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Account management

How to close a Bank of America account

Closing your account is simple, but first consider options such as upgrading your card or removing it from your wallet

Summary

Closing your Bank of America credit card account is simple, but consider a few options first to avoid a negative effect on your credit score.

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Bank of America is one of the top banks in the country, serving roughly 66 million customers nationwide. But if you’re a Bank of America credit card customer, you might find at some point the card you have no longer meets your needs and you want to close your account.

Closing a Bank of America credit card account isn’t difficult – all it requires is a simple phone call to the bank. But there are a few things to consider before closing your credit card account.

Should you close your Bank of America account?

Wondering whether closing your Bank of America credit card is right for you? There are several good reasons to close a card, such as:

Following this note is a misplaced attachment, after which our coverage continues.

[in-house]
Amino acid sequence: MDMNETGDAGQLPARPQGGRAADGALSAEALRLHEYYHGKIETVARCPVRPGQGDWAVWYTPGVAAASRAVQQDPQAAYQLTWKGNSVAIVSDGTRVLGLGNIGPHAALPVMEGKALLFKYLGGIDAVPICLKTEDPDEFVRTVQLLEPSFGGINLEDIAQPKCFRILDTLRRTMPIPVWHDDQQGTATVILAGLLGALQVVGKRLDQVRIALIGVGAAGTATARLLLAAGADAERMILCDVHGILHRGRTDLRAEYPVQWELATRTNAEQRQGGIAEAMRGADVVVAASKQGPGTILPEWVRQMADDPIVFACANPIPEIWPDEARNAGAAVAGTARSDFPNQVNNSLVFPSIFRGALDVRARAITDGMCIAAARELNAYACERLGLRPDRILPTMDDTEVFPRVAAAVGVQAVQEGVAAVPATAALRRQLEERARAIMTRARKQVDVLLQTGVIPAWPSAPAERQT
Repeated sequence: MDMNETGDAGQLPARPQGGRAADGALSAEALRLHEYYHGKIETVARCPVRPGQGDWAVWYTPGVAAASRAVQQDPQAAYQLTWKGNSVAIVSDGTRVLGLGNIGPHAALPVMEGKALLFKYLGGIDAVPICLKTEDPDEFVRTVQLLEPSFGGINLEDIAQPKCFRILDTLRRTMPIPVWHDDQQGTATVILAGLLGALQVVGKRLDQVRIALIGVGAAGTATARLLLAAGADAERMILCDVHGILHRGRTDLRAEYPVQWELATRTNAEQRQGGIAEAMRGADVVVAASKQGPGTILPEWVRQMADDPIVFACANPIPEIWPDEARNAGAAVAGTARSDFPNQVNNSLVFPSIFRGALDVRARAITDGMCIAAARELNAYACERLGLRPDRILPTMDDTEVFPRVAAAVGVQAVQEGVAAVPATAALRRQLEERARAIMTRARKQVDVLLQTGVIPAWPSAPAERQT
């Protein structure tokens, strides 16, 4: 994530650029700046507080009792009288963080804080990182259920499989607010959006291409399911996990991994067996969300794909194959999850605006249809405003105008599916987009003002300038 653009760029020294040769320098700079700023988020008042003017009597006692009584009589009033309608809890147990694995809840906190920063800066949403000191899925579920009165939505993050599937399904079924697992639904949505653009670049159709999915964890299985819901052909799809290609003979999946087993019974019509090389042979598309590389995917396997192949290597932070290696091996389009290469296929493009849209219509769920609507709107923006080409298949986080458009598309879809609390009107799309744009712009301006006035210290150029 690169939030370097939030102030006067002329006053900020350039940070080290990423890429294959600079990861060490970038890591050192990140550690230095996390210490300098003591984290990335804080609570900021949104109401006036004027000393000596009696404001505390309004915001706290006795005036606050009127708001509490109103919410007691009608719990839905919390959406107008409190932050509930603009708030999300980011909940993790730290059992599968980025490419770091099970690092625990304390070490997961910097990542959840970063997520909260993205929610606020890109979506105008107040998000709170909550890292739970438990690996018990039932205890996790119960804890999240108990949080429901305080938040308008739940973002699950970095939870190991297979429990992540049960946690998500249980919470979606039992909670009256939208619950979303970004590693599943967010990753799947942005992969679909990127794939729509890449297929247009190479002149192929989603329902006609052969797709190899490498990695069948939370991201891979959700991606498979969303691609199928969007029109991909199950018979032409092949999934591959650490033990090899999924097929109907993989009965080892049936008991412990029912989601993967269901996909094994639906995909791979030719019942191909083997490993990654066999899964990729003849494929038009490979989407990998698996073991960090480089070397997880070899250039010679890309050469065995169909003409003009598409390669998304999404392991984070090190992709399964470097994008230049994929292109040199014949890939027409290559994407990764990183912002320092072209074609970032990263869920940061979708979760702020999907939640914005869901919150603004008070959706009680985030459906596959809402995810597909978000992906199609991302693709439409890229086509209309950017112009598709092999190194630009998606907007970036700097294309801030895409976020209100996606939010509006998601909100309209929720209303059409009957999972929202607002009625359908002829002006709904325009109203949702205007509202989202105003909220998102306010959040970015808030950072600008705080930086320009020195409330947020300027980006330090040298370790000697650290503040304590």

• You overspend on the card and closing the account will remove the temptation.
  • It has a costly annual fee, and you don’t earn enough rewards to make up for it.
  • You don’t use the card and would rather have fewer cards to keep track of.

But while there may be some benefits to closing your card, it’s also important to consider the downsides. For example, closing a credit card can have a negative impact on your credit score.

First, closing a credit card and losing that credit line will reduce your overall credit limit. If you don’t change how much credit you’re using, this will increase your credit utilization ratio. You’ll use more of your overall available credit even if you don’t make any additional purchases on a different credit card.

A high credit utilization ratio can negatively impact your credit score. Since your credit utilization makes up 30% of your credit score, this can be a fairly significant impact.

See related: What is a good credit utilization ratio?